Lord Adair Turner, the former chairman of the UK's Financial Services Authority, thinks that the rise of political extremism in Europe and the US is an "inevitable consequence" of a breakdown in capitalism.
Turner said the political gains for far-right parties in Europe, and Donald Trump's surprise success in the Republican primaries, spring from voter anger on being overlooked by the free-market.
"I think it's a huge issue for those of us who believe in a free-market economy and that free-market capitalism delivers for everybody. The blunt fact is that it is breaking down," Turner said at a MarketAxess conference in London on Thursday.
Wage-earners on the lower end of the scale "have seen no increase in the US for 25-30 years" and in the Eurozone wages "are significantly below where they were" before the 2008 financial crisis, he added.
Turner also argues that problems really set in when political instability affects investment decisions, potentially leading to a vicious circle.
"These things can become circular, and there's a process of political uncertainty that creates worries about financial risk which leads to lower levels of investment," Turner said. "The Trump development is the inevitable consequence of a system" that used to provide benefits for everyone, but that doesn't anymore.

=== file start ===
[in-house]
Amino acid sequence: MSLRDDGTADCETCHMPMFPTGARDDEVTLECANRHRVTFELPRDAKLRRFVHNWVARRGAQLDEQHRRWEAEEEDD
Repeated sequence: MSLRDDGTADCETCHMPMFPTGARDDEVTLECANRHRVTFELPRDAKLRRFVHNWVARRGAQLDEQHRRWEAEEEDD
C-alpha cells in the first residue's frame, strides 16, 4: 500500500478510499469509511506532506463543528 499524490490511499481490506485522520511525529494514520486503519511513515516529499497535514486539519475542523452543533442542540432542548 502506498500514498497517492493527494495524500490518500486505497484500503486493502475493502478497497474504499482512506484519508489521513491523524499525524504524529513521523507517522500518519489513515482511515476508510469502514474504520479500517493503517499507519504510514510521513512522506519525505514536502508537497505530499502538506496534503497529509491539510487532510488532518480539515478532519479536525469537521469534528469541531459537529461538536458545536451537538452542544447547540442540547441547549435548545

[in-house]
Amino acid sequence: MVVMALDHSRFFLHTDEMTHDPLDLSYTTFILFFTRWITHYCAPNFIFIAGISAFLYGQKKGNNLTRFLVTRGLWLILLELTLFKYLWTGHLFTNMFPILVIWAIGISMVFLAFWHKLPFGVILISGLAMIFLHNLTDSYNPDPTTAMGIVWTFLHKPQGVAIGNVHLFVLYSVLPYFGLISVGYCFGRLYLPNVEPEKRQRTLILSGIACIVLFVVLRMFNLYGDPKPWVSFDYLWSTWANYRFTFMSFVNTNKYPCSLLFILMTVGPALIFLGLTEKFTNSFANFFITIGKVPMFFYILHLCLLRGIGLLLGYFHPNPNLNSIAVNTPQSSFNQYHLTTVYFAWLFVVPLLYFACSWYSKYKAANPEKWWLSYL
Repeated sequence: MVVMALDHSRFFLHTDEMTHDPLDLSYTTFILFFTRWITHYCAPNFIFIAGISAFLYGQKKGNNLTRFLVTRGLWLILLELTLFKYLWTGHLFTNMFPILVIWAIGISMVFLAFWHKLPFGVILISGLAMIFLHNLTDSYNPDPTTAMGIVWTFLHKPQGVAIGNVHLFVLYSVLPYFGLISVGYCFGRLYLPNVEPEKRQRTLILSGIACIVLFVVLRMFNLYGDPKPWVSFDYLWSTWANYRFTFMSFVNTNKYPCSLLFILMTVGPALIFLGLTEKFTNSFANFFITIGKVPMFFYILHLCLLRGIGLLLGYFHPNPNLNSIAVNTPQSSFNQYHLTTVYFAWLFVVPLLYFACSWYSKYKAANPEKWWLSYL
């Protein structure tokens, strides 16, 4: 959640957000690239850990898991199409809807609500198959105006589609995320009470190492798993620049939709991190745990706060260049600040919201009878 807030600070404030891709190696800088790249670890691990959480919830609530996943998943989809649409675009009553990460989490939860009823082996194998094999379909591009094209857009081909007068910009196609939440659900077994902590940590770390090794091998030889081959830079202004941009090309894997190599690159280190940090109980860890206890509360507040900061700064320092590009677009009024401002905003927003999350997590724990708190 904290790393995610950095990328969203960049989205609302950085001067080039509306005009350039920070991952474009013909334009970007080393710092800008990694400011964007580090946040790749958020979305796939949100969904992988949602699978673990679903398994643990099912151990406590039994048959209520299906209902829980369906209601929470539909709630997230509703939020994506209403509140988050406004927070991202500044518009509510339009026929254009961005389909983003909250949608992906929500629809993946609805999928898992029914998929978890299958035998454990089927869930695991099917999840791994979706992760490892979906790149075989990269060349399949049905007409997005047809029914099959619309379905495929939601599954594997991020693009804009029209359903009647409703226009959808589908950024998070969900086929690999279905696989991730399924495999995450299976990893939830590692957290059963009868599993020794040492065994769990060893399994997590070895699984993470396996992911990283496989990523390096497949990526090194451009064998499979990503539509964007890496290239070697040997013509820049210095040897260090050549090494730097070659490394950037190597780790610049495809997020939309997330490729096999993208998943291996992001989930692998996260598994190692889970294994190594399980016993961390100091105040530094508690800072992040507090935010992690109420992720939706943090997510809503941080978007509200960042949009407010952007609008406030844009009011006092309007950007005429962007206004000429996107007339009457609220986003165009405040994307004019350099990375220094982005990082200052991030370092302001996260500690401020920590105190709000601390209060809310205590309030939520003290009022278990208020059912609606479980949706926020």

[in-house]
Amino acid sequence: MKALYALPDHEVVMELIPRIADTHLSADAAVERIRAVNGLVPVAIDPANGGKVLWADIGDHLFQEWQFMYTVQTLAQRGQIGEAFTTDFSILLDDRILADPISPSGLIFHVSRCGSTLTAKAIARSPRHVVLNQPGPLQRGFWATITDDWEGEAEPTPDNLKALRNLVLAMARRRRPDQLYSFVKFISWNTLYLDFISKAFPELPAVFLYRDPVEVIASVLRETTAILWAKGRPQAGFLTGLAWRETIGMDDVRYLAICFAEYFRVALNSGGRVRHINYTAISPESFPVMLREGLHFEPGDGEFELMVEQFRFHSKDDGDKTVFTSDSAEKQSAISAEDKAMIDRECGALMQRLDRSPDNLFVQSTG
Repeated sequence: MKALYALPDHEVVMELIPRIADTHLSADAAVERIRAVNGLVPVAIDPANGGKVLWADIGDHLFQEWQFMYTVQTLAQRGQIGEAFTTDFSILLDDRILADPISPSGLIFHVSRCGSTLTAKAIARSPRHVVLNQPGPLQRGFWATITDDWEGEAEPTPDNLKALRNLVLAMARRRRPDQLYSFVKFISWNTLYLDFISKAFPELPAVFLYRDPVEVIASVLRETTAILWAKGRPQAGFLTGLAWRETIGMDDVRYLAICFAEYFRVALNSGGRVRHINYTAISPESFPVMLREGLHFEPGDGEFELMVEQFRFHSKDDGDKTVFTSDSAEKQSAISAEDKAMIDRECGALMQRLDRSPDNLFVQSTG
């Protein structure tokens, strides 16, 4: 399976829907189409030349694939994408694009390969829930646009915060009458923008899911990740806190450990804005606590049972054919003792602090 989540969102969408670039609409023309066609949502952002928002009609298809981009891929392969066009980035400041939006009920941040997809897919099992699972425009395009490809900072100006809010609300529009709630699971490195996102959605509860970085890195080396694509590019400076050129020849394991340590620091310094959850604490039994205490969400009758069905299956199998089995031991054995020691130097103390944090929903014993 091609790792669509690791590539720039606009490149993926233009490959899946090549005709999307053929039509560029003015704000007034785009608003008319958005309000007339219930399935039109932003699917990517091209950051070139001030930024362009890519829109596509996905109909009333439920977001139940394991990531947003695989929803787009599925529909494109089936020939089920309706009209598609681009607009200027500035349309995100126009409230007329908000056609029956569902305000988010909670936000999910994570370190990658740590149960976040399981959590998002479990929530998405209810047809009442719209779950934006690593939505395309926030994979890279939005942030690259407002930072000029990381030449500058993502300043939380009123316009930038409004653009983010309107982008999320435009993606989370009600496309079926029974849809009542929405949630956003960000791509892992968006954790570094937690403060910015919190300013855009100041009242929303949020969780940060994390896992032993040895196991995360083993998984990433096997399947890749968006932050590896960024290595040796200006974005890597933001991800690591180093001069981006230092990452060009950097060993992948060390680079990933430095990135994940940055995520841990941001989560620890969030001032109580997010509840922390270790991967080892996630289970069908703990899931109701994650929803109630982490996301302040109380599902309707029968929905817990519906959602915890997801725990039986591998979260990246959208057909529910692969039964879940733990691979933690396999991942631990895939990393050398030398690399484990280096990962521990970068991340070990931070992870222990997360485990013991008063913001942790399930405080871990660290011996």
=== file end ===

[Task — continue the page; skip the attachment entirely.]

Plenty of people criticise capitalism and extremists like Trump. But Turner is different. He is the consummate insider, a former vice-chairman of Merrill Lynch Europe and former chairman of the FCA. He is also a respected economist, lecturing at LSE. He is also the author of "Between Debt and the Devil," a respected — if dense — book on the effect of credit on the free market.
Meanwhile, Russia has criticized Donald Trump's latest presidential election video, which it says demonizes the country. The video shows Putin throwing a man in a judo match and an ISIS soldier pointing a gun at the camera before cutting to Hilary Clinton barking like a dog.
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